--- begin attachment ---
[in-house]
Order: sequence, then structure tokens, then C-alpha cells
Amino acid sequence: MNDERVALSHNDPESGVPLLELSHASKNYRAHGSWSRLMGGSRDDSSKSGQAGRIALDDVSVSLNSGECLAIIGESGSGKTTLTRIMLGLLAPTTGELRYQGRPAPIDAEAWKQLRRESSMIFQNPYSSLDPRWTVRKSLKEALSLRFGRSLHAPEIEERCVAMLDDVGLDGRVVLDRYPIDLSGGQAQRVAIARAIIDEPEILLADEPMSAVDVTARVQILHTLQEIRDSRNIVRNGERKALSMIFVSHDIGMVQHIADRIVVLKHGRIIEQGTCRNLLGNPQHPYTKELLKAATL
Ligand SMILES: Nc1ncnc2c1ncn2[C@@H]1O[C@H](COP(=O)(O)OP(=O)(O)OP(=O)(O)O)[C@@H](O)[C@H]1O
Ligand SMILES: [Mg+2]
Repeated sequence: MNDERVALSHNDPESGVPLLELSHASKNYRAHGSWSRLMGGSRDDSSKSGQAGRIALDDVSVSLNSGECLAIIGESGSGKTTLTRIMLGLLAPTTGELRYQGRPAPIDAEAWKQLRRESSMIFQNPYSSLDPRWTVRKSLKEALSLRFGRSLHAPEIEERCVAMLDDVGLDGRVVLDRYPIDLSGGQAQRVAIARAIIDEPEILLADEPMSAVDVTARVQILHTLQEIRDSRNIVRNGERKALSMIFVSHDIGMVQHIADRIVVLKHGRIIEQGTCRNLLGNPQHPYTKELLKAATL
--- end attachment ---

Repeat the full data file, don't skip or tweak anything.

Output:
[in-house]
Order: sequence, then structure tokens, then C-alpha cells
Amino acid sequence: MNDERVALSHNDPESGVPLLELSHASKNYRAHGSWSRLMGGSRDDSSKSGQAGRIALDDVSVSLNSGECLAIIGESGSGKTTLTRIMLGLLAPTTGELRYQGRPAPIDAEAWKQLRRESSMIFQNPYSSLDPRWTVRKSLKEALSLRFGRSLHAPEIEERCVAMLDDVGLDGRVVLDRYPIDLSGGQAQRVAIARAIIDEPEILLADEPMSAVDVTARVQILHTLQEIRDSRNIVRNGERKALSMIFVSHDIGMVQHIADRIVVLKHGRIIEQGTCRNLLGNPQHPYTKELLKAATL
Ligand SMILES: Nc1ncnc2c1ncn2[C@@H]1O[C@H](COP(=O)(O)OP(=O)(O)OP(=O)(O)O)[C@@H](O)[C@H]1O
Ligand SMILES: [Mg+2]
Repeated sequence: MNDERVALSHNDPESGVPLLELSHASKNYRAHGSWSRLMGGSRDDSSKSGQAGRIALDDVSVSLNSGECLAIIGESGSGKTTLTRIMLGLLAPTTGELRYQGRPAPIDAEAWKQLRRESSMIFQNPYSSLDPRWTVRKSLKEALSLRFGRSLHAPEIEERCVAMLDDVGLDGRVVLDRYPIDLSGGQAQRVAIARAIIDEPEILLADEPMSAVDVTARVQILHTLQEIRDSRNIVRNGERKALSMIFVSHDIGMVQHIADRIVVLKHGRIIEQGTCRNLLGNPQHPYTKELLKAATL